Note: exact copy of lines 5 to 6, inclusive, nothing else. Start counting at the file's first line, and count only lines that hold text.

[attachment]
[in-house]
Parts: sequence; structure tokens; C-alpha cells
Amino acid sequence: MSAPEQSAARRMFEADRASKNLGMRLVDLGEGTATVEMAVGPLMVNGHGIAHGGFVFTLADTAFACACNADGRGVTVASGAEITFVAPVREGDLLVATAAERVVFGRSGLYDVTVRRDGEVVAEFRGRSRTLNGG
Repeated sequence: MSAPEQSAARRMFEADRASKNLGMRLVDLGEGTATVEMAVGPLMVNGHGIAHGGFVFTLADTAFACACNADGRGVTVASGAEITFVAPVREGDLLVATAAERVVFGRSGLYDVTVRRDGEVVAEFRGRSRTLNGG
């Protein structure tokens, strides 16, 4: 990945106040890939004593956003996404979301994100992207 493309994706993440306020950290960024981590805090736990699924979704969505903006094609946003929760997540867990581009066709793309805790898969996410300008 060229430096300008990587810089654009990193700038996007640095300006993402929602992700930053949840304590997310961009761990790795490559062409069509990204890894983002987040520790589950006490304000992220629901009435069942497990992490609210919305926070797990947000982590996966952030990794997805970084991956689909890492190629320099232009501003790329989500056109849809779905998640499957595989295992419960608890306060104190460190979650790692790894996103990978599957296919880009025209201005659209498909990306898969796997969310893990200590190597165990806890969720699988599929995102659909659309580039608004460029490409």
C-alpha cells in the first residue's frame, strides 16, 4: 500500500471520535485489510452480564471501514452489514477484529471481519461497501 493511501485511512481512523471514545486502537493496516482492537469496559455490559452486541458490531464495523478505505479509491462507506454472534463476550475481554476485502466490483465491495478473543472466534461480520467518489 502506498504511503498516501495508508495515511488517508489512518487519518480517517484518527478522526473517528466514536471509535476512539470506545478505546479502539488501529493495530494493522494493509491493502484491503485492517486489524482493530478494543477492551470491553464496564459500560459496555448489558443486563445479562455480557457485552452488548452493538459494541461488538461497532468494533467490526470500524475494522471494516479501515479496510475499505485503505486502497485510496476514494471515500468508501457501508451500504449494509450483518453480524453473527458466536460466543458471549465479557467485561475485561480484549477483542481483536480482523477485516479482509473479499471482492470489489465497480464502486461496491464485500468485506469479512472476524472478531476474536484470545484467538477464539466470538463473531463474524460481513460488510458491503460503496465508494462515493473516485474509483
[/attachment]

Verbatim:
């Protein structure tokens, strides 16, 4: 990945106040890939004593956003996404979301994100992207 493309994706993440306020950290960024981590805090736990699924979704969505903006094609946003929760997540867990581009066709793309805790898969996410300008 060229430096300008990587810089654009990193700038996007640095300006993402929602992700930053949840304590997310961009761990790795490559062409069509990204890894983002987040520790589950006490304000992220629901009435069942497990992490609210919305926070797990947000982590996966952030990794997805970084991956689909890492190629320099232009501003790329989500056109849809779905998640499957595989295992419960608890306060104190460190979650790692790894996103990978599957296919880009025209201005659209498909990306898969796997969310893990200590190597165990806890969720699988599929995102659909659309580039608004460029490409």
C-alpha cells in the first residue's frame, strides 16, 4: 500500500471520535485489510452480564471501514452489514477484529471481519461497501 493511501485511512481512523471514545486502537493496516482492537469496559455490559452486541458490531464495523478505505479509491462507506454472534463476550475481554476485502466490483465491495478473543472466534461480520467518489 502506498504511503498516501495508508495515511488517508489512518487519518480517517484518527478522526473517528466514536471509535476512539470506545478505546479502539488501529493495530494493522494493509491493502484491503485492517486489524482493530478494543477492551470491553464496564459500560459496555448489558443486563445479562455480557457485552452488548452493538459494541461488538461497532468494533467490526470500524475494522471494516479501515479496510475499505485503505486502497485510496476514494471515500468508501457501508451500504449494509450483518453480524453473527458466536460466543458471549465479557467485561475485561480484549477483542481483536480482523477485516479482509473479499471482492470489489465497480464502486461496491464485500468485506469479512472476524472478531476474536484470545484467538477464539466470538463473531463474524460481513460488510458491503460503496465508494462515493473516485474509483